CAPE TOWN. – Mathilda Fakazi suffered gender-based violence years ago but overcame its depressing impact to become the owner of Tilly’s shopping, catering and events management in Masiphumelele, a multi-layered company that employs women who were previously jobless.
She is more than a shop owner, she is a visionary, an inspirational community leader, and she creates employment for other women from vulnerable communities.
Fakazi’s NPC – Visionary Can Ladies Community – also runs a soup kitchen in Masiphumelele with the help of 1000 Women Trust where she feeds 200 people twice a day for five days a week.
She is the proud owner of a buying and selling business that buys on-line from shops in Durban, Gauteng and even overseas and sell in bulk.
Fakazi also runs a catering business that provides meals for events or for families.
Furthermore, she is an event- and wedding planner that can offer couples a full boutique of services – including bean the master of ceremonies, as well as organizing the venue and the food.
Fakazi employs unemployed women who are part of her NPC to work for her in her different businesses so that these women can put food on the table.
She also utilizes the services of these women in a different capacity – to do cleaning and sanitizing for families who hire her firm.
“How did I start a business. Well my parents taught me business skills from a tender age. Then there were people who inspired me, like Tina Thiart (founder member of 1000 Women Trust). Tina mentored me and also encouraged me not to rely on only one stream of income. Then I also learned from HGG Academy’s courses.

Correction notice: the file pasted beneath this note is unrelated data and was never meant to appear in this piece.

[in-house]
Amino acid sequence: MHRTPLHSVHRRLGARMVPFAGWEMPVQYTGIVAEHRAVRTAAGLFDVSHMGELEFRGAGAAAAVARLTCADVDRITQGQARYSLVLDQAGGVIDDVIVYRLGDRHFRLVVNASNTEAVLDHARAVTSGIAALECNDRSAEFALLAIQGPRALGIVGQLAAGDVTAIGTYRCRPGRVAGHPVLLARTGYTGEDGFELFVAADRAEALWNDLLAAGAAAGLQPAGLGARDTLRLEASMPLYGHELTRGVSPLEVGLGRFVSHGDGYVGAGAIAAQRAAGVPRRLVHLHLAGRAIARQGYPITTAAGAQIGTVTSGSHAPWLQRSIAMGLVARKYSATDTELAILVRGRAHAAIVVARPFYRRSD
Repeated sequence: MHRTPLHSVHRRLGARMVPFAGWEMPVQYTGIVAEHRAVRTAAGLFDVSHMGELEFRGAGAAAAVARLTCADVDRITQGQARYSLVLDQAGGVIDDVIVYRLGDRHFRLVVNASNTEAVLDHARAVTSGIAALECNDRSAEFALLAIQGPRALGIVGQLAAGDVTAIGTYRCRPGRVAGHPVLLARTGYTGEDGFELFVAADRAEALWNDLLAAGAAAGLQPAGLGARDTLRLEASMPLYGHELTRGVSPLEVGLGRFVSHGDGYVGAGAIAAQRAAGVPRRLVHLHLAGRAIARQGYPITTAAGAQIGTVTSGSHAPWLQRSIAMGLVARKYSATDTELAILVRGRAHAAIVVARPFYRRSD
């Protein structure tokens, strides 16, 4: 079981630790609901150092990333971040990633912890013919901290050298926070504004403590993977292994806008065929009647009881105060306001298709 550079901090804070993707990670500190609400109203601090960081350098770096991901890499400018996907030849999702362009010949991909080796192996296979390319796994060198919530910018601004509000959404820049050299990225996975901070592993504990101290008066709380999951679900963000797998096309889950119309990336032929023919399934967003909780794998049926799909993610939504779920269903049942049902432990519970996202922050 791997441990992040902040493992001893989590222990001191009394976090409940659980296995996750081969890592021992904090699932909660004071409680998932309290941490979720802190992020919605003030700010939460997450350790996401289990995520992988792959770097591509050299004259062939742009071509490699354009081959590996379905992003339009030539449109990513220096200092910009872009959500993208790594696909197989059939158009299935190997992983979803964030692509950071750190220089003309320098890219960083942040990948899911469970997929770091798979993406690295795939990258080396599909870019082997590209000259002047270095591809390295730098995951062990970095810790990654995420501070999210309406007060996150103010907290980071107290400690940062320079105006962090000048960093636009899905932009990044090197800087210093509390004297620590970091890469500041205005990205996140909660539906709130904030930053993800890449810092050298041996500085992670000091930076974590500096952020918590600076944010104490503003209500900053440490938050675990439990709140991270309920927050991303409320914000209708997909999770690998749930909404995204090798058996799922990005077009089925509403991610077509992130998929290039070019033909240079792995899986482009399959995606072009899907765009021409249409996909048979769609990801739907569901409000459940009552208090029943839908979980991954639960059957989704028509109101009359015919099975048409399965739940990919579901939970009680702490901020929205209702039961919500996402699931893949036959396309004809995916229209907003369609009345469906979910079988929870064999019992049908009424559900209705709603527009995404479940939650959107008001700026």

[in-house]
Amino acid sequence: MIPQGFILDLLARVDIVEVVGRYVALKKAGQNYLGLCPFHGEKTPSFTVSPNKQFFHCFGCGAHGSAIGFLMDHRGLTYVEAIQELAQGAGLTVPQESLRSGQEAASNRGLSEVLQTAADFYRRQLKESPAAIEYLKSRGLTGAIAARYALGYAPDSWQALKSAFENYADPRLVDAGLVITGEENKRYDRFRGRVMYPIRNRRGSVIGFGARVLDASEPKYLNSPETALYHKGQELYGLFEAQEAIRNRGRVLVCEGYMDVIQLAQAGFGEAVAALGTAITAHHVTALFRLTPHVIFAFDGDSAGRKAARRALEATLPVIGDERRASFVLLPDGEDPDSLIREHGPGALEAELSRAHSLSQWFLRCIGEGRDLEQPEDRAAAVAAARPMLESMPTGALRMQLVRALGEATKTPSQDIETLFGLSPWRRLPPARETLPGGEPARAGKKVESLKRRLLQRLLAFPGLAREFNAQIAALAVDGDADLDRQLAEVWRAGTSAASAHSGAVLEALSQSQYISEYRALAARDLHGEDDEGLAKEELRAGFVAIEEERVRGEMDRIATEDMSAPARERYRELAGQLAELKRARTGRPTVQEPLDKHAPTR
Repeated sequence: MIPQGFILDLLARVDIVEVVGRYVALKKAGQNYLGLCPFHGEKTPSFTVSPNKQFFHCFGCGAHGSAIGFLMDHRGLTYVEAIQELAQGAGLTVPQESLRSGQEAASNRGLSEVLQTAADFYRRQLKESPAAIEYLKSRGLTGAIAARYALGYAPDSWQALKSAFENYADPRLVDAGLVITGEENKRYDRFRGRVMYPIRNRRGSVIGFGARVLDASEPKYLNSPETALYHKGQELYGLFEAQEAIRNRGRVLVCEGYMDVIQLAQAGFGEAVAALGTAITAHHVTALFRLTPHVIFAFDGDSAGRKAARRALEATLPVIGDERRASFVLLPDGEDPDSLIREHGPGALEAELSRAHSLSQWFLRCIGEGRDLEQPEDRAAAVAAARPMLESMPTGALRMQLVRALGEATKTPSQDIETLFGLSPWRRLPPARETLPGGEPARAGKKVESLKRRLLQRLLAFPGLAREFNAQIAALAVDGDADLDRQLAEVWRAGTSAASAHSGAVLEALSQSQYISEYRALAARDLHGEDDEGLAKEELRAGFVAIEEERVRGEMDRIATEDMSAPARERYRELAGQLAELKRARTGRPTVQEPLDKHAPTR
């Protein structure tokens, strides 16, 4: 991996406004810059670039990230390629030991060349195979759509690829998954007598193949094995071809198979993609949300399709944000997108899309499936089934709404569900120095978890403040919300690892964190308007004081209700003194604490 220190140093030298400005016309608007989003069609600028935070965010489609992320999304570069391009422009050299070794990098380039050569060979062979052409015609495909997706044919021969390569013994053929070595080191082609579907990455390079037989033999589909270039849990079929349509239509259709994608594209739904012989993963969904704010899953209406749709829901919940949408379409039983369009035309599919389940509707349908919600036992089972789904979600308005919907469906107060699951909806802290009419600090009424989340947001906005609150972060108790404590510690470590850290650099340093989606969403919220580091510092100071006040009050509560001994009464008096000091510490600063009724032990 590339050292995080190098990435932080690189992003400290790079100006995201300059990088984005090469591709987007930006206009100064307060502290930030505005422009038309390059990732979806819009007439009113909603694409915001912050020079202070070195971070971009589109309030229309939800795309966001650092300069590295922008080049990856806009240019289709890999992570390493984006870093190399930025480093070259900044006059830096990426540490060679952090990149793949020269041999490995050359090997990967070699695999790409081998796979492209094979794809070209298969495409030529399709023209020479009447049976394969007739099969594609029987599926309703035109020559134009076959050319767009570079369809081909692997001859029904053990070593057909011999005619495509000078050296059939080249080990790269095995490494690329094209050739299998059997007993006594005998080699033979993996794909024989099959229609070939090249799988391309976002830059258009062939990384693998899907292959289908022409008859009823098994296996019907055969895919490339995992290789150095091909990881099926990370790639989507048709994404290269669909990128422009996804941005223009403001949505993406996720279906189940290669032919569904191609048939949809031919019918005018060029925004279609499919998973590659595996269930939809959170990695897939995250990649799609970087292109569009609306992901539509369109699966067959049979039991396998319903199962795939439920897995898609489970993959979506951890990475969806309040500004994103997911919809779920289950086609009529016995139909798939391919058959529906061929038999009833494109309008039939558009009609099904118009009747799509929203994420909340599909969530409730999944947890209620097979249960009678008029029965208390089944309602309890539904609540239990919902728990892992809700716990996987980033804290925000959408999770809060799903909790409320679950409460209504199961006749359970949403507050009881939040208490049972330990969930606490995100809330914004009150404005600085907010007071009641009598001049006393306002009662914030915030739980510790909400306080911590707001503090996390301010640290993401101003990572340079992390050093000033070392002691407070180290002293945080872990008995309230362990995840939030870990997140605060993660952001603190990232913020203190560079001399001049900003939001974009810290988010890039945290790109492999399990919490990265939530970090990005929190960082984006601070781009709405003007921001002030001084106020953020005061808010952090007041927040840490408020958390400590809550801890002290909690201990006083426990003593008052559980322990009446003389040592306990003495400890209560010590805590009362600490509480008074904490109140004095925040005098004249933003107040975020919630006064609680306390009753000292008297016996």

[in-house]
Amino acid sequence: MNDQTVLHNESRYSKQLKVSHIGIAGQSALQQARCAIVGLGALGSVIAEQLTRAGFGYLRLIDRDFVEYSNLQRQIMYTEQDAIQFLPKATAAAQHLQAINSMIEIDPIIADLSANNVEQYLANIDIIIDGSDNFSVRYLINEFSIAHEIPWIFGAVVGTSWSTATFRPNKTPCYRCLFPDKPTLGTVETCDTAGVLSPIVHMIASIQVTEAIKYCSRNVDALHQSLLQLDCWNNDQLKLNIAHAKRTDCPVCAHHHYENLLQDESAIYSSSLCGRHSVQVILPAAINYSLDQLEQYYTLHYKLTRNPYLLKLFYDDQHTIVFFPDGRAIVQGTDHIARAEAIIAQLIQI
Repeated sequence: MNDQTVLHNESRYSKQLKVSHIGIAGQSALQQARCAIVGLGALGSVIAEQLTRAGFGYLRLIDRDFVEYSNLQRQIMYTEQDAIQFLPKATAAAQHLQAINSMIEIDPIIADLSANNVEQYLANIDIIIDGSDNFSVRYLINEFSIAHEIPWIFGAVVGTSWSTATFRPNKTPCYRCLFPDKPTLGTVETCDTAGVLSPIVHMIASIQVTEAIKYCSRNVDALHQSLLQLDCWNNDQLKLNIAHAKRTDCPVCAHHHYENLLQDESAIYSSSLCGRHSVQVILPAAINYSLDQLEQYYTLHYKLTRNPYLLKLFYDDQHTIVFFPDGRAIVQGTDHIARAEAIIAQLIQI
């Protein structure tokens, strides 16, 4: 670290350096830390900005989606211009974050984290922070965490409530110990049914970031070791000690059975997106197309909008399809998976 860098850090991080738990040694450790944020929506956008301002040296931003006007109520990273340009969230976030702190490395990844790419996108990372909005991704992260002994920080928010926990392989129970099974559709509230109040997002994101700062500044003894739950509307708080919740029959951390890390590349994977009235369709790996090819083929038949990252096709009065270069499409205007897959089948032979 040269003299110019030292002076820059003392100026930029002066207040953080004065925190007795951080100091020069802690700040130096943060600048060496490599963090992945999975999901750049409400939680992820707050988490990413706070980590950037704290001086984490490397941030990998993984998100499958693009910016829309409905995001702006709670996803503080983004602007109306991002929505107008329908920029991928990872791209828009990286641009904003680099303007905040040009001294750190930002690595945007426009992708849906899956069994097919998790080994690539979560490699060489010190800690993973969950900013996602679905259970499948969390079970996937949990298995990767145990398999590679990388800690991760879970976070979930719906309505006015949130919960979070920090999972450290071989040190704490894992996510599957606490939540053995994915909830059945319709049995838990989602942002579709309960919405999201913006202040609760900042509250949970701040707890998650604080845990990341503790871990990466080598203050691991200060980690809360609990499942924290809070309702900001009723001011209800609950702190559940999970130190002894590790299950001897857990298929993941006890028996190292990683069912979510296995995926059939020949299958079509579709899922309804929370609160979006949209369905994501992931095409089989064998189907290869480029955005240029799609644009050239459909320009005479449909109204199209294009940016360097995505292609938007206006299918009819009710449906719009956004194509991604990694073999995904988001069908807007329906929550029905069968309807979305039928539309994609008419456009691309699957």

“I have networked with other women and with visionary business leaders, like Tina. I have also done training like the trauma training course of 1000 Women Trust and those networks helped me to regain self-confidence and grow as a business leader.
“Because of the influence of other business-women around me, I have so much confidence now that I feel that anything I put my head on, I can achieve.
“If women want to start a business, they must have a commitment and they must just start. They must have a business idea, but they must put it into action. It is of no use to have a million ideas in your head, without starting,” she added.
Nomonde Ngwenyana suffered immense pain at the hands of an abusive former boyfriend, but she has become one of Nyanga-East’s proudest business-owners.
Her fish and chips shop – run from her own kitchen – is called Small Beginnings. Not only does she sell fish and chips, but also Amagaga – chicken chunks.
With the income she generates, she runs soup kitchens twice a week – with 300 people fed on each occasion.
She partially depends on other soup kitchens around her to help finance the food every week. Some days, these kitchens would provide produce like potatoes to assist her.
The confidence to start her own business came about because she was part of an income-generating project at Etaseni Day Care Centre Trust from 2001. “After more than a decade, I developed wings and started flying,” she said.
She also does beading and sewing at her home and trains young students to do work for and with her.
“I overcame my personal setbacks with gender-based violence by doing the trauma training course of 1000 Women Trust,” she says.
“One of the most important life lessons that I learned throughout my life is not to get discouraged, and also to share with people around me,” said Ngwenyana, who has been one of 1000 Women Trust’s #HearmeToo-facilitators.